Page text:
adam gopnik had a decent book review in the new yorker about artificial intelligence and intelligence in general last week.  the gist of the review, published in the april 4, 2011 issue, and ain’t available in full unless you’re a subscriber, is simple: the machines are still eons away from catching up with us.  however, contrary to the popular opinion of the academicians, and in line with the opinion of anyone who writes or appreciates dystopian literature, he concludes that the silicone bastards may catch up before we even realize, and, perhaps, the only reason we’re ahead is because we constantly change our definitions of “intelligence” and “being smart”…  well, this is something i’ve been thinking about a lot since i learned how to tie my own shoes myself and figured i should take his analysis a few paragraphs further and vent my two cents worth…

mr. gopnik starts off with pointing out the obvious: “for centuries memory was intelligence”, which even though is as out-fashioned as doing the can-can for any reason other than irony, is still true for the idiots that make up mensa.  mensa, which, by the way, means “table” in latin, as in “we’re the knights of the intelligence round table, where all of us are equal in intelligence but we’re still engaged in an eternal pissing contest”, is an organization of idiots who believe IQ can be measured by how much trivial knowledge a particular jerk-off possesses and can display on cue.

that maxim, and all the underlying IQ tests supporting it, sounded like utter bullshit to me.  being able to store volumes of disassociated and trivial knowledge in your mind for no practical purpose is not intelligent at all.  it is of course good not to forget what you hear, see and read, and utilize it whenever needed, whether when in trouble or when in company, but it sure ain’t intelligence.  as a matter of fact, refraining from such stupid behavior may be a sign of true intelligence per se.    nevertheless, the morons of mensa preach otherwise– because they jammed more in their otherwise dull brains, they think they’re “intelligent”.  such folly.

i met quite a few mensa members in my time, either directly, in conversations and socially, or, thanks to their mensa bumper stickers, but i am yet to meet one “intelligent” mensa member: they’re all world class idiots…  in my experience with mensa members, the stereotype of the “comic book guy” holds true: unintelligent morons full of trivial information giving them a delusion of superiority.  none would survive if intelligence was a requisite for modern human survival.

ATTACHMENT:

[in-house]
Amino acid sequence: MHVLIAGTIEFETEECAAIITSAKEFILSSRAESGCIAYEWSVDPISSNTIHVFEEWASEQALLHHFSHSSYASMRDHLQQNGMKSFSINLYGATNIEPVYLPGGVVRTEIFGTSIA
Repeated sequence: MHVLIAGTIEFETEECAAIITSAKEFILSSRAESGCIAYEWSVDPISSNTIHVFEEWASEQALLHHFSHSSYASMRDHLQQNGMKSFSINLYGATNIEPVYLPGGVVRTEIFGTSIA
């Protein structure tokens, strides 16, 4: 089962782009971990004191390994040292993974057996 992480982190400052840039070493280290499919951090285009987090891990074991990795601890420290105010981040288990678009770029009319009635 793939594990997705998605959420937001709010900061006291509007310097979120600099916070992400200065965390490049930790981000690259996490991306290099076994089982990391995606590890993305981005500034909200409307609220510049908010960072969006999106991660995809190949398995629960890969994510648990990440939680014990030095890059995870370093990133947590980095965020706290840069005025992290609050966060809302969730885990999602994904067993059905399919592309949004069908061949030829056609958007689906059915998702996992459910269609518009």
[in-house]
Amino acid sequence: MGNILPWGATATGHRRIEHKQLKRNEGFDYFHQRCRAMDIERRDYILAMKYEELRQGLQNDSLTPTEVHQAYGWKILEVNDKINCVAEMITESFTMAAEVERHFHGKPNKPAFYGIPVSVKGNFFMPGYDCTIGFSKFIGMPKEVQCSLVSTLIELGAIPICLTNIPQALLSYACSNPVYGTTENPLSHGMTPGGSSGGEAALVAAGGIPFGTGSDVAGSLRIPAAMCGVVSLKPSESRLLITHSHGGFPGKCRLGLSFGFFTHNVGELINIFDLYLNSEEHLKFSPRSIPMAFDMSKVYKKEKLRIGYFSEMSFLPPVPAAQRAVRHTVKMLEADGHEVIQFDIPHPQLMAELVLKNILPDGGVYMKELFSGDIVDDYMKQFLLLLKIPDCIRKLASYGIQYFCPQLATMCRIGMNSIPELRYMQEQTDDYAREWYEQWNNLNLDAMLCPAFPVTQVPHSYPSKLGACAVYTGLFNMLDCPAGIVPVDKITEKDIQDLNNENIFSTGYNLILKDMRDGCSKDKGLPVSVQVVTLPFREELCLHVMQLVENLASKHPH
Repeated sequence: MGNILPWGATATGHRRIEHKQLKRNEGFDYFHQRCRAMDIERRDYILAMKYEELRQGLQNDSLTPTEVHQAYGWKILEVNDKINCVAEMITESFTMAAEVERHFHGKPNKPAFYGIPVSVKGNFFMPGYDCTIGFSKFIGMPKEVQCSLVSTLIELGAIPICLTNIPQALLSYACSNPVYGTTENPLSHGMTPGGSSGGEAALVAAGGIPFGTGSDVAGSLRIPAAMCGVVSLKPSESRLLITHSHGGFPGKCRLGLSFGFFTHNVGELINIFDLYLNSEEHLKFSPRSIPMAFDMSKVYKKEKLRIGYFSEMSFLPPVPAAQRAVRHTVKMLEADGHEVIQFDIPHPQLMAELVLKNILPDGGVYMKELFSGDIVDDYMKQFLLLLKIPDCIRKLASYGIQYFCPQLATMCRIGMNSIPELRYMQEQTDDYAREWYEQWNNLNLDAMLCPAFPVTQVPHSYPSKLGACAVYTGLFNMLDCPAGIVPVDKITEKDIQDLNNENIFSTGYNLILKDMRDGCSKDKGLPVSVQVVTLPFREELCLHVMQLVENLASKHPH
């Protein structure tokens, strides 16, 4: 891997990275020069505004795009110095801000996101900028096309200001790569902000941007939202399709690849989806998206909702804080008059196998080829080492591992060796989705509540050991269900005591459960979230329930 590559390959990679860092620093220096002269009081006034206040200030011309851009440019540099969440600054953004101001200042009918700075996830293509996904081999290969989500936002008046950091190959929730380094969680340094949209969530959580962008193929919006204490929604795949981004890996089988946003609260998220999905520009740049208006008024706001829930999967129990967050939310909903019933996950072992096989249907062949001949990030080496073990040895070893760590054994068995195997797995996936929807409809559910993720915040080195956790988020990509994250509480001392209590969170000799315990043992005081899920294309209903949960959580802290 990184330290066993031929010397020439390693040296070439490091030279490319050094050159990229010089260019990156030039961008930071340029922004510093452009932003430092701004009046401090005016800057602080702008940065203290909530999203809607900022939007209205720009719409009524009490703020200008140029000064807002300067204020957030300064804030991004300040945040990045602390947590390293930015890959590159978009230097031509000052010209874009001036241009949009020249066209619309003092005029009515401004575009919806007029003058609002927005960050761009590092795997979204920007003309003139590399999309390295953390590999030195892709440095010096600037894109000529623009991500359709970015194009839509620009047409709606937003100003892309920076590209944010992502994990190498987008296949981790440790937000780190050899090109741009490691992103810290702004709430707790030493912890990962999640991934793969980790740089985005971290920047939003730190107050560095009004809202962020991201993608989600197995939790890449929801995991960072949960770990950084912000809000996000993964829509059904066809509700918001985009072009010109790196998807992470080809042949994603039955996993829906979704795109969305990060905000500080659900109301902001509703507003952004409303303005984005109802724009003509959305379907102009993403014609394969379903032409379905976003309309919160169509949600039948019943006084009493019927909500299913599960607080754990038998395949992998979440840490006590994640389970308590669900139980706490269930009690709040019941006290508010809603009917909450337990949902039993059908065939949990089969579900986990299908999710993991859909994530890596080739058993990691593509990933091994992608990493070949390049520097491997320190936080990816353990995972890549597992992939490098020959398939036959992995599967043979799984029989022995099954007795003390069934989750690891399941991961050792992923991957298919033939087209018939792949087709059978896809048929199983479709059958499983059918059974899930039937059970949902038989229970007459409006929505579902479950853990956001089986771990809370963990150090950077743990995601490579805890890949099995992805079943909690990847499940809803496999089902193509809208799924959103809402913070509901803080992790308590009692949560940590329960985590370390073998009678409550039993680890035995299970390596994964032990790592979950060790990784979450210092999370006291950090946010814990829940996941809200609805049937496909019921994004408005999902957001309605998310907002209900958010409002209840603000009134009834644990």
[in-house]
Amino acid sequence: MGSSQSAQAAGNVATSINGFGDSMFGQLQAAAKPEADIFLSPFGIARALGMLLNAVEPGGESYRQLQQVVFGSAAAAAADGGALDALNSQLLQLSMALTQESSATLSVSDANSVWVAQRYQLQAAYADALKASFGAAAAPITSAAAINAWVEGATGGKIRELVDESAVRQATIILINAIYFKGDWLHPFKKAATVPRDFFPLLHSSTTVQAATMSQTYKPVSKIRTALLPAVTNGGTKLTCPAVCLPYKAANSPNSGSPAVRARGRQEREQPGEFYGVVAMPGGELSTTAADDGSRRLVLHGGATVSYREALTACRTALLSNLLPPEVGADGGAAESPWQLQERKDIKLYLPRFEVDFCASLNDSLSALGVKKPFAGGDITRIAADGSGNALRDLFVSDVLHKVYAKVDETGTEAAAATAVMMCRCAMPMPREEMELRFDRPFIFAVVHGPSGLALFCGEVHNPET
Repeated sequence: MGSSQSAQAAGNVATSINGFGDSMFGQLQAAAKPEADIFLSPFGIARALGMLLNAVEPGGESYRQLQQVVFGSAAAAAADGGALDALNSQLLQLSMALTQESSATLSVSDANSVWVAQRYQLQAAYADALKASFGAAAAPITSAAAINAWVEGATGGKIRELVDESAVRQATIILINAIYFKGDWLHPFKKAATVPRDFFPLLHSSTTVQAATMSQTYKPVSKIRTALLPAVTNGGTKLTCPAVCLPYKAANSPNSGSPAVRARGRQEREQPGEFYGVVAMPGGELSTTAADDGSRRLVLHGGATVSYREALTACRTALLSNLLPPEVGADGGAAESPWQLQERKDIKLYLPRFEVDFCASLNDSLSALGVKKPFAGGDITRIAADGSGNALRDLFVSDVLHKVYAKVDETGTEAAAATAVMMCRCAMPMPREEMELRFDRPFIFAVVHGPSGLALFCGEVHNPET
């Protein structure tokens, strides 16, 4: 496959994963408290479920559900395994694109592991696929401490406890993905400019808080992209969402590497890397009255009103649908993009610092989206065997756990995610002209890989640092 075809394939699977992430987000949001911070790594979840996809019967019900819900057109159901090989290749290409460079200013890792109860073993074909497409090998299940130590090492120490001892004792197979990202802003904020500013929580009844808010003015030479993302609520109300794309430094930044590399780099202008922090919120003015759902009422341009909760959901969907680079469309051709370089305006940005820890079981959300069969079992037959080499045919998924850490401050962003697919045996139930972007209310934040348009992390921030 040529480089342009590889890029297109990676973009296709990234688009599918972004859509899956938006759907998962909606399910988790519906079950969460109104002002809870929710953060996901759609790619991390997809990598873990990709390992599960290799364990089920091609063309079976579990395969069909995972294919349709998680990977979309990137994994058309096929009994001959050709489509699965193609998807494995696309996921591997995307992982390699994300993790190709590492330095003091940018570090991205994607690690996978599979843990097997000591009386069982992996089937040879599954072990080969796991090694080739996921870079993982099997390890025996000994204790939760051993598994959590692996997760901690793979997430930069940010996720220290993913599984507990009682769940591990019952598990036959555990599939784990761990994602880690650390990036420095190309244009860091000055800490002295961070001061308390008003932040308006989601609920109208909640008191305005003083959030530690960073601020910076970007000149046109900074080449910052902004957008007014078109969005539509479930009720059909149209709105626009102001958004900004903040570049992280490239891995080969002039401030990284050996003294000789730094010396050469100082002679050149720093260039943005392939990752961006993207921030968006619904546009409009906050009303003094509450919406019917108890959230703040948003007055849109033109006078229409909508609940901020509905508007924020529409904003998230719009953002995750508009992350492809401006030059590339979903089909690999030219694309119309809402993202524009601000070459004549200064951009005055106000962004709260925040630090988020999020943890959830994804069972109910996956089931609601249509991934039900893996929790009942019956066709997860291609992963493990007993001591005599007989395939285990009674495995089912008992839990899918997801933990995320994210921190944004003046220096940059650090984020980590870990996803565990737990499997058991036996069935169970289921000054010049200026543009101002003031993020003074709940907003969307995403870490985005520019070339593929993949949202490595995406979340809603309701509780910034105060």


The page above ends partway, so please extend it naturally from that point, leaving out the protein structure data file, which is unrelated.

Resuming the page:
now, to give them the benefit of the doubt, i am sure mensa started off as an organization of intelligent people but withered down to the morons full of trivia.  just like sca, which had some smart founders in berkeley way back in 1966, but now is a clearing house for comic book guys and their female counterparts, whatever the fuck they’re called…

well, that is the current state of “smartness” in the US of A.  we have mensa morons, who sincerely believe that cramming up knowledge into your cranium makes you smart, just like scientists believed in the 18th century, and we have this paranoia that the machines will get smarter than us and clean us out in a fairly near dystopian future.

i beg to differ in both counts: smartness, or being intelligent, has nothing to do with how much information you cram into your gray cells and the machines cannot be intelligent– unless we define “intelligence” as the mensa crew do.

intelligence is about how you use information, not how much information you retain, and how you react to information, events, emotions, etc.  it is how you tackle problems and solve them.  it is about creativity.  it is about thinking outside of the box.  show me how a machine can see the venetian light like monet did and create its impressions, i’ll concede.  show me how a machine can create “ok computer”, i’ll concede.  show me how a machine performs a long con, and i’ll concede.  show me how a machine comes up with the mastercard priceless campaign, and i’ll concede.